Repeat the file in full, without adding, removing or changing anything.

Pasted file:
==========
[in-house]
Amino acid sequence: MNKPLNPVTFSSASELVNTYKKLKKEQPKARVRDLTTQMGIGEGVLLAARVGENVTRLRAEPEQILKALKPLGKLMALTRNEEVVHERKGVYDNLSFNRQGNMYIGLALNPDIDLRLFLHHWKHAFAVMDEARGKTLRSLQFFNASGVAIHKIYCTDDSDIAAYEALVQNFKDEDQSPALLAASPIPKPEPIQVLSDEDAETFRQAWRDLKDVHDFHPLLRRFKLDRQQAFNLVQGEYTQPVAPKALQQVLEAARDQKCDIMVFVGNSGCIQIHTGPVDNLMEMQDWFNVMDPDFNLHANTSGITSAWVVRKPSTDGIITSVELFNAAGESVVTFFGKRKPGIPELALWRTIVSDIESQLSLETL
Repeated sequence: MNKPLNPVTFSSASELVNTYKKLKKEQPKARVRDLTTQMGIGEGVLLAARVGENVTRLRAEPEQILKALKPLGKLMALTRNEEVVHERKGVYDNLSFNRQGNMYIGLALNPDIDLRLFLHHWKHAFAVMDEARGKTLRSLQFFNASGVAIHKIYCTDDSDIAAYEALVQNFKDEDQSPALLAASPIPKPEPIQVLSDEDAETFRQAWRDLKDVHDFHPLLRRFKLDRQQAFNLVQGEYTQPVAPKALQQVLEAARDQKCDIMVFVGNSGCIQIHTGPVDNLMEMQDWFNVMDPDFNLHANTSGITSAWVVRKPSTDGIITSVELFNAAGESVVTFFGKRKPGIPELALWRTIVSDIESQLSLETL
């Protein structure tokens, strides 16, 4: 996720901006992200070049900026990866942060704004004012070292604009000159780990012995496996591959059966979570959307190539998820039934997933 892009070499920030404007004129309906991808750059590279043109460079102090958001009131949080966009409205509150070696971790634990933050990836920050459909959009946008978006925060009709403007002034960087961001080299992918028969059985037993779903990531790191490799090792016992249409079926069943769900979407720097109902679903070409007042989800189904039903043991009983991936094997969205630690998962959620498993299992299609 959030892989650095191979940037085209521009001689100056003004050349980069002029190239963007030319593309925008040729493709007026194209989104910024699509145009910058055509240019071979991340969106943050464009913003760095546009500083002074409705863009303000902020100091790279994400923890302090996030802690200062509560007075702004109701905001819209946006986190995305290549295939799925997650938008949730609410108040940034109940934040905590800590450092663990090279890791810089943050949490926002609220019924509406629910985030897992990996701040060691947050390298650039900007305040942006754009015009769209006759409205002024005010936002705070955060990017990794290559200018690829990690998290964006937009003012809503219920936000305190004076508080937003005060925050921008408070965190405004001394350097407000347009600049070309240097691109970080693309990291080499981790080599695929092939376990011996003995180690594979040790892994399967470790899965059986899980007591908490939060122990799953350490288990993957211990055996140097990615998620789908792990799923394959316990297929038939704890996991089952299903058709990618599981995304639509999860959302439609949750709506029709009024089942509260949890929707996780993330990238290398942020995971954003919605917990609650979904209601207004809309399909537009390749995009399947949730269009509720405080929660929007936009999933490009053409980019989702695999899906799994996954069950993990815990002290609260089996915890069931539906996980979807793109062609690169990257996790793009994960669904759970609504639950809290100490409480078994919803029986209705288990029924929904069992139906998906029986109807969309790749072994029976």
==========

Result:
[in-house]
Amino acid sequence: MNKPLNPVTFSSASELVNTYKKLKKEQPKARVRDLTTQMGIGEGVLLAARVGENVTRLRAEPEQILKALKPLGKLMALTRNEEVVHERKGVYDNLSFNRQGNMYIGLALNPDIDLRLFLHHWKHAFAVMDEARGKTLRSLQFFNASGVAIHKIYCTDDSDIAAYEALVQNFKDEDQSPALLAASPIPKPEPIQVLSDEDAETFRQAWRDLKDVHDFHPLLRRFKLDRQQAFNLVQGEYTQPVAPKALQQVLEAARDQKCDIMVFVGNSGCIQIHTGPVDNLMEMQDWFNVMDPDFNLHANTSGITSAWVVRKPSTDGIITSVELFNAAGESVVTFFGKRKPGIPELALWRTIVSDIESQLSLETL
Repeated sequence: MNKPLNPVTFSSASELVNTYKKLKKEQPKARVRDLTTQMGIGEGVLLAARVGENVTRLRAEPEQILKALKPLGKLMALTRNEEVVHERKGVYDNLSFNRQGNMYIGLALNPDIDLRLFLHHWKHAFAVMDEARGKTLRSLQFFNASGVAIHKIYCTDDSDIAAYEALVQNFKDEDQSPALLAASPIPKPEPIQVLSDEDAETFRQAWRDLKDVHDFHPLLRRFKLDRQQAFNLVQGEYTQPVAPKALQQVLEAARDQKCDIMVFVGNSGCIQIHTGPVDNLMEMQDWFNVMDPDFNLHANTSGITSAWVVRKPSTDGIITSVELFNAAGESVVTFFGKRKPGIPELALWRTIVSDIESQLSLETL
């Protein structure tokens, strides 16, 4: 996720901006992200070049900026990866942060704004004012070292604009000159780990012995496996591959059966979570959307190539998820039934997933 892009070499920030404007004129309906991808750059590279043109460079102090958001009131949080966009409205509150070696971790634990933050990836920050459909959009946008978006925060009709403007002034960087961001080299992918028969059985037993779903990531790191490799090792016992249409079926069943769900979407720097109902679903070409007042989800189904039903043991009983991936094997969205630690998962959620498993299992299609 959030892989650095191979940037085209521009001689100056003004050349980069002029190239963007030319593309925008040729493709007026194209989104910024699509145009910058055509240019071979991340969106943050464009913003760095546009500083002074409705863009303000902020100091790279994400923890302090996030802690200062509560007075702004109701905001819209946006986190995305290549295939799925997650938008949730609410108040940034109940934040905590800590450092663990090279890791810089943050949490926002609220019924509406629910985030897992990996701040060691947050390298650039900007305040942006754009015009769209006759409205002024005010936002705070955060990017990794290559200018690829990690998290964006937009003012809503219920936000305190004076508080937003005060925050921008408070965190405004001394350097407000347009600049070309240097691109970080693309990291080499981790080599695929092939376990011996003995180690594979040790892994399967470790899965059986899980007591908490939060122990799953350490288990993957211990055996140097990615998620789908792990799923394959316990297929038939704890996991089952299903058709990618599981995304639509999860959302439609949750709506029709009024089942509260949890929707996780993330990238290398942020995971954003919605917990609650979904209601207004809309399909537009390749995009399947949730269009509720405080929660929007936009999933490009053409980019989702695999899906799994996954069950993990815990002290609260089996915890069931539906996980979807793109062609690169990257996790793009994960669904759970609504639950809290100490409480078994919803029986209705288990029924929904069992139906998906029986109807969309790749072994029976």